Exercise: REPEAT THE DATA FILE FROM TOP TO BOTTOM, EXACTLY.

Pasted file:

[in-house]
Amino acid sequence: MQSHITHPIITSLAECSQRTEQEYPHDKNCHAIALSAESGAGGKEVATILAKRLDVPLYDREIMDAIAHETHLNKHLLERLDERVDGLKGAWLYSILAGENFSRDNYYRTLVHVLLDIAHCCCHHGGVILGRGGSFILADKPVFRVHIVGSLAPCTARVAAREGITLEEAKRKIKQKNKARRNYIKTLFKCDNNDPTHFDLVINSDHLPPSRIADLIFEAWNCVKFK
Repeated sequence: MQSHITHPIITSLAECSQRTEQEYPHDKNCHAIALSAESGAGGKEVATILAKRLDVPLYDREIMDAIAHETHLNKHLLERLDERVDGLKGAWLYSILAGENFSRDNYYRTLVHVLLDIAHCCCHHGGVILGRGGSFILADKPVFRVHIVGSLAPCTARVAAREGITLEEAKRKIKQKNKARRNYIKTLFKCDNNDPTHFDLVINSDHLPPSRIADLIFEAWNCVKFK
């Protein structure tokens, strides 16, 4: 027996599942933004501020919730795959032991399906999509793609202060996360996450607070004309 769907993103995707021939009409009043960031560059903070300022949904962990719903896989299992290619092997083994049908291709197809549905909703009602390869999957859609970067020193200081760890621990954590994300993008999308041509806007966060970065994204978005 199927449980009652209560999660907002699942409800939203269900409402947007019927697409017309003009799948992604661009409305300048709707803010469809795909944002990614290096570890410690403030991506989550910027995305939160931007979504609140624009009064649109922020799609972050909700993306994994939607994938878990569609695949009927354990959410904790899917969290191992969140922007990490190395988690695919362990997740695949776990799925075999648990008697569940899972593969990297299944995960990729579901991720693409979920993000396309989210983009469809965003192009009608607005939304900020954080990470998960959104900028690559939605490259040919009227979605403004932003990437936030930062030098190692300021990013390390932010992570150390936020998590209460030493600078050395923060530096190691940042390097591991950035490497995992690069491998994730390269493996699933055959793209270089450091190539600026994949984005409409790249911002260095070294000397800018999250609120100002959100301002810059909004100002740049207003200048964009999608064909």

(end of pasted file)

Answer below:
[in-house]
Amino acid sequence: MQSHITHPIITSLAECSQRTEQEYPHDKNCHAIALSAESGAGGKEVATILAKRLDVPLYDREIMDAIAHETHLNKHLLERLDERVDGLKGAWLYSILAGENFSRDNYYRTLVHVLLDIAHCCCHHGGVILGRGGSFILADKPVFRVHIVGSLAPCTARVAAREGITLEEAKRKIKQKNKARRNYIKTLFKCDNNDPTHFDLVINSDHLPPSRIADLIFEAWNCVKFK
Repeated sequence: MQSHITHPIITSLAECSQRTEQEYPHDKNCHAIALSAESGAGGKEVATILAKRLDVPLYDREIMDAIAHETHLNKHLLERLDERVDGLKGAWLYSILAGENFSRDNYYRTLVHVLLDIAHCCCHHGGVILGRGGSFILADKPVFRVHIVGSLAPCTARVAAREGITLEEAKRKIKQKNKARRNYIKTLFKCDNNDPTHFDLVINSDHLPPSRIADLIFEAWNCVKFK
């Protein structure tokens, strides 16, 4: 027996599942933004501020919730795959032991399906999509793609202060996360996450607070004309 769907993103995707021939009409009043960031560059903070300022949904962990719903896989299992290619092997083994049908291709197809549905909703009602390869999957859609970067020193200081760890621990954590994300993008999308041509806007966060970065994204978005 199927449980009652209560999660907002699942409800939203269900409402947007019927697409017309003009799948992604661009409305300048709707803010469809795909944002990614290096570890410690403030991506989550910027995305939160931007979504609140624009009064649109922020799609972050909700993306994994939607994938878990569609695949009927354990959410904790899917969290191992969140922007990490190395988690695919362990997740695949776990799925075999648990008697569940899972593969990297299944995960990729579901991720693409979920993000396309989210983009469809965003192009009608607005939304900020954080990470998960959104900028690559939605490259040919009227979605403004932003990437936030930062030098190692300021990013390390932010992570150390936020998590209460030493600078050395923060530096190691940042390097591991950035490497995992690069491998994730390269493996699933055959793209270089450091190539600026994949984005409409790249911002260095070294000397800018999250609120100002959100301002810059909004100002740049207003200048964009999608064909």